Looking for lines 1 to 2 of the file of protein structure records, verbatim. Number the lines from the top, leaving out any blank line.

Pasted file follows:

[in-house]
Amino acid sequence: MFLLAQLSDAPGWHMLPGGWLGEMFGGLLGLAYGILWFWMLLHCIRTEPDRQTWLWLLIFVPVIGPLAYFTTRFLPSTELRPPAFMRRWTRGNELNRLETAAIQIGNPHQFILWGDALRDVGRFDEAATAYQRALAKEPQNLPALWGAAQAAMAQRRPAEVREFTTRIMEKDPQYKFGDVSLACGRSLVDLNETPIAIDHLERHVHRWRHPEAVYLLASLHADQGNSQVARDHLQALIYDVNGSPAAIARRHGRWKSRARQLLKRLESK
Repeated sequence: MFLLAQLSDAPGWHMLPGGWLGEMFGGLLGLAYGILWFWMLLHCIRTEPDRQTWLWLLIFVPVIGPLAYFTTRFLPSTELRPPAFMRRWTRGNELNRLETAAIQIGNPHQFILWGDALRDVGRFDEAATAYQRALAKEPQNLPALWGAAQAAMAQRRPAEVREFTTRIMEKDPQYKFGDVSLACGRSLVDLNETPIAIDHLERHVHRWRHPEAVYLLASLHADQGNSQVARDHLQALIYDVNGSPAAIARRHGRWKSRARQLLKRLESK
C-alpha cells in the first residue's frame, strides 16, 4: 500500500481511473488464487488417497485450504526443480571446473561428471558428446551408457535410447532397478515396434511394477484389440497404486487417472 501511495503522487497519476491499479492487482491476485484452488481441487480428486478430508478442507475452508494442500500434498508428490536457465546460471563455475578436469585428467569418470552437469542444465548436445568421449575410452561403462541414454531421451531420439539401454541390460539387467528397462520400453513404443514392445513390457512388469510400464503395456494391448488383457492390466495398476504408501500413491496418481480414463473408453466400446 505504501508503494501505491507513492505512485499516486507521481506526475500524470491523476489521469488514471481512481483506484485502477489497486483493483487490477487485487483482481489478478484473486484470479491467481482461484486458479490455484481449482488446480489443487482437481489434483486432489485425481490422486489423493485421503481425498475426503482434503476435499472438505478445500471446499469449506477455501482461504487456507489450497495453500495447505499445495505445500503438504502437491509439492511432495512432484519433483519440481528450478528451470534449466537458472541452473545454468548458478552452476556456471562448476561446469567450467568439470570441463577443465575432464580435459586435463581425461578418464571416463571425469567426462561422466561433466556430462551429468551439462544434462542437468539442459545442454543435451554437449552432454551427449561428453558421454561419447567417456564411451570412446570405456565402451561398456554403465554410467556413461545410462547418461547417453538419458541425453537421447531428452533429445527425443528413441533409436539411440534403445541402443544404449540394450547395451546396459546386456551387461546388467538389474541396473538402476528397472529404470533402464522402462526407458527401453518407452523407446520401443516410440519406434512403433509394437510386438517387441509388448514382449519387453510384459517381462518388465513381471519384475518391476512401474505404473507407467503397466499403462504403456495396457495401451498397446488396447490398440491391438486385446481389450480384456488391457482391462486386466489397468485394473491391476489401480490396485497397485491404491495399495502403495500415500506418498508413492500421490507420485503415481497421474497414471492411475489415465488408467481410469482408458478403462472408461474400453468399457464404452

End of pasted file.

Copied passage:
[in-house]
Amino acid sequence: MFLLAQLSDAPGWHMLPGGWLGEMFGGLLGLAYGILWFWMLLHCIRTEPDRQTWLWLLIFVPVIGPLAYFTTRFLPSTELRPPAFMRRWTRGNELNRLETAAIQIGNPHQFILWGDALRDVGRFDEAATAYQRALAKEPQNLPALWGAAQAAMAQRRPAEVREFTTRIMEKDPQYKFGDVSLACGRSLVDLNETPIAIDHLERHVHRWRHPEAVYLLASLHADQGNSQVARDHLQALIYDVNGSPAAIARRHGRWKSRARQLLKRLESK